Live music compromise reached

Live music will be held at the Dandenong Market.

By Gabriella Payne

Greater Dandenong City Council has come to a decision on a contested planning application on the introcution of live music at Dandenong Market, in a bid to both support local business and keep nearby residents happy.

The recent motion to introduce live music performances at the Dandenong Market, which would play during the day and up until 11pm most nights of the week, was met with public outcry, with the council receiving 11 objections to the proposed idea.

The issues raised by nearby residents all generally related to either noise, anti-social behaviour, non-compliance with the existing planning permit and concerns that the site was a “nightclub disguised as a food venue”.

To accommodate residents’ concerns, the council’s planning team came up with a compromise, with Councillor Sean O’Reilly pushing forward an alternative motion which will introduce live music performances at the venue on Friday and Saturdays only for the next twelve months, at which point the decision will be reviewed again.

When the decision was reached at the Greater Dandenong City Council meeting on Monday 30 November, Cr O’Reilly said he thought it was “a good win for the applicant, as well as the surrounding residents”.

“There has been quite a bit of discussion on this and I take other Councillors viewpoints that one of the things that this council should be doing front and centre is supporting local business, particularly in the time of Covid recovery,” Cr O’Reilly said.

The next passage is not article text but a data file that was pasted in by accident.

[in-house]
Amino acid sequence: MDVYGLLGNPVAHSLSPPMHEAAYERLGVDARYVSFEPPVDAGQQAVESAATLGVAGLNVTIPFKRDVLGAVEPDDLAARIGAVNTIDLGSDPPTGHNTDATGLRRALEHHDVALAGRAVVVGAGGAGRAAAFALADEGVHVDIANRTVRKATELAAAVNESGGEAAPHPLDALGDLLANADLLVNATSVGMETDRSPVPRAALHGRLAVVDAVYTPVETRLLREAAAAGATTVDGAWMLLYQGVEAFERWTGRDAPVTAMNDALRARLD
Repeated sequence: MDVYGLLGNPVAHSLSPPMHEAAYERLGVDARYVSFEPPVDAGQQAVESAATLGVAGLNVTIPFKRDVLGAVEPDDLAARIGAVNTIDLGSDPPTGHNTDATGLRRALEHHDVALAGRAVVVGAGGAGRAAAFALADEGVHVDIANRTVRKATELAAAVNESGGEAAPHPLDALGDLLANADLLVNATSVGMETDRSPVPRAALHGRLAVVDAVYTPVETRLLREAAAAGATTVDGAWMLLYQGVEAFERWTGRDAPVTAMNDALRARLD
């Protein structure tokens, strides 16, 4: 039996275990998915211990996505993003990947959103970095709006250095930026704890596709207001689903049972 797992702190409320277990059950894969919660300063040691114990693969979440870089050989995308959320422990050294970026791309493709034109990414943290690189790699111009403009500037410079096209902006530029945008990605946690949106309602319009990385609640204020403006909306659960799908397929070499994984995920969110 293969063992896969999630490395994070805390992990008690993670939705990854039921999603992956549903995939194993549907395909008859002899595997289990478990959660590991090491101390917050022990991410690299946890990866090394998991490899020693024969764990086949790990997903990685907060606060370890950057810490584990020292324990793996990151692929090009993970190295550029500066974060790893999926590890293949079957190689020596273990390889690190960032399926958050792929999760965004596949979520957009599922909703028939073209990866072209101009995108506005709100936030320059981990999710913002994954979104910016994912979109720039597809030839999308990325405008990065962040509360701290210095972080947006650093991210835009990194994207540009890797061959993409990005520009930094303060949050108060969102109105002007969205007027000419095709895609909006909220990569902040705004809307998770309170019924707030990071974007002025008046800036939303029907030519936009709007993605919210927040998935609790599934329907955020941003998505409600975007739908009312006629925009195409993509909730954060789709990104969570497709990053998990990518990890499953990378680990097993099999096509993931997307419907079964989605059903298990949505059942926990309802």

“But I’m glad that this council has decided tonight to balance that against the surrounding residents of Dandenong Market.”

The new motion will allow performances to take place on Fridays and Saturdays between the hours of 11.30am to 2.30pm and 5pm to 11pm, “to ensure that the primary focus of the business is on the serving of meals”.

Cr O’Reilly said that he understood the views of those residents who had complained.

“They live there, they expect it to be a market,” he said, adding that live music was something that “they didn’t envisage” as part of the market.

“The recommendation we have now balances that out and allows live music, including karaoke, to happen two nights a week as a starting point and then be reviewed,” Cr O’Reilly said.

The City of Greater Dandenong Council said it recognises “that live music is an important part of the state’s culture and economy,” and hoped that this decision would provide a good compromise for both parties.

The live music site is located “on the south eastern side of the market, approximately 170 metres from the nearest residential dwelling on King Street” according to the council.

Changes to the food and drinks premises in the new proposal will see an increase from 96 patrons allowed onsite to 164, and an increase in the area used by the venue growing by 150 square metres.

To keep noise down, a noise management plan will be implemented.

According to the council, the noise management plan “must outline the type of entertainment or acts, speaker height, position and the direction the speakers will face, the direction the stage will face, methods and procedures for measuring and monitoring noise, details of the complaints register and phone number”.

The council hopes that “the playing of live music will further encourage and support the existing use of the land for retail use” within the market and help stimulate and support local businesses as they recover from a tough year.

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